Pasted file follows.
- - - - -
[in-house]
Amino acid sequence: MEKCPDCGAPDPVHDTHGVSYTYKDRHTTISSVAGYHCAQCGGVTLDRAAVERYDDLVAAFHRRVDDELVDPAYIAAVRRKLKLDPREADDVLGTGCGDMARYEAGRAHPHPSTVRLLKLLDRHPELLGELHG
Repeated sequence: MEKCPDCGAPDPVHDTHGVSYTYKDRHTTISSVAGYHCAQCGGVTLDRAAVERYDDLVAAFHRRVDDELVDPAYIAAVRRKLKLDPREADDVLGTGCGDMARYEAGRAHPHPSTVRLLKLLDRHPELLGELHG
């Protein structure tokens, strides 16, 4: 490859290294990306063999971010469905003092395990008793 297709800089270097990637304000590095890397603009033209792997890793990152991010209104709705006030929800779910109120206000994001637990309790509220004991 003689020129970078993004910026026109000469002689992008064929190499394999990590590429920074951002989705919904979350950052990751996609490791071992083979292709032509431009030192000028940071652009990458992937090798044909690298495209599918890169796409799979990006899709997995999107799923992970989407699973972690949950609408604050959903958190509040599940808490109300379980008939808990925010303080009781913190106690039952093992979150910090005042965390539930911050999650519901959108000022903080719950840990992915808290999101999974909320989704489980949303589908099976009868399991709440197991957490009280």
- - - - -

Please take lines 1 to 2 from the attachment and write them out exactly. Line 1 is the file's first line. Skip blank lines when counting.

[in-house]
Amino acid sequence: MEKCPDCGAPDPVHDTHGVSYTYKDRHTTISSVAGYHCAQCGGVTLDRAAVERYDDLVAAFHRRVDDELVDPAYIAAVRRKLKLDPREADDVLGTGCGDMARYEAGRAHPHPSTVRLLKLLDRHPELLGELHG